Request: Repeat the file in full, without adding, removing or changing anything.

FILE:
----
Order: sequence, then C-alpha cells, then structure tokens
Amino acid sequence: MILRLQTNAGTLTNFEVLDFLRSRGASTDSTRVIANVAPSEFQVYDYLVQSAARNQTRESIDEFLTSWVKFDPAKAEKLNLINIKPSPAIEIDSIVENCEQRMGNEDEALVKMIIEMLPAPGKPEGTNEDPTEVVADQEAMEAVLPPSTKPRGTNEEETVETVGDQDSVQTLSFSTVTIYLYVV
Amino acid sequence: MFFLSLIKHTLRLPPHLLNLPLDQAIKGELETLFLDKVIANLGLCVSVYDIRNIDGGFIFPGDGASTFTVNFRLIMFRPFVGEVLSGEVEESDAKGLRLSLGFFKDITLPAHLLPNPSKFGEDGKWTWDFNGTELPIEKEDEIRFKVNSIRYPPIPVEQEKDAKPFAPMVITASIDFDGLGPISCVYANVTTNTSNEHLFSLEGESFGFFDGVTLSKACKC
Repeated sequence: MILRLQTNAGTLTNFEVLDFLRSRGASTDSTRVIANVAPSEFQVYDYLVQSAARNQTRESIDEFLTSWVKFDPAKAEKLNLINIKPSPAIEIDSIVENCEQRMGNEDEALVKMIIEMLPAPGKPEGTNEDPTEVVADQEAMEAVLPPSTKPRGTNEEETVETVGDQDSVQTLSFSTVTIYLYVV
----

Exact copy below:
Order: sequence, then C-alpha cells, then structure tokens
Amino acid sequence: MILRLQTNAGTLTNFEVLDFLRSRGASTDSTRVIANVAPSEFQVYDYLVQSAARNQTRESIDEFLTSWVKFDPAKAEKLNLINIKPSPAIEIDSIVENCEQRMGNEDEALVKMIIEMLPAPGKPEGTNEDPTEVVADQEAMEAVLPPSTKPRGTNEEETVETVGDQDSVQTLSFSTVTIYLYVV
Amino acid sequence: MFFLSLIKHTLRLPPHLLNLPLDQAIKGELETLFLDKVIANLGLCVSVYDIRNIDGGFIFPGDGASTFTVNFRLIMFRPFVGEVLSGEVEESDAKGLRLSLGFFKDITLPAHLLPNPSKFGEDGKWTWDFNGTELPIEKEDEIRFKVNSIRYPPIPVEQEKDAKPFAPMVITASIDFDGLGPISCVYANVTTNTSNEHLFSLEGESFGFFDGVTLSKACKC
Repeated sequence: MILRLQTNAGTLTNFEVLDFLRSRGASTDSTRVIANVAPSEFQVYDYLVQSAARNQTRESIDEFLTSWVKFDPAKAEKLNLINIKPSPAIEIDSIVENCEQRMGNEDEALVKMIIEMLPAPGKPEGTNEDPTEVVADQEAMEAVLPPSTKPRGTNEEETVETVGDQDSVQTLSFSTVTIYLYVV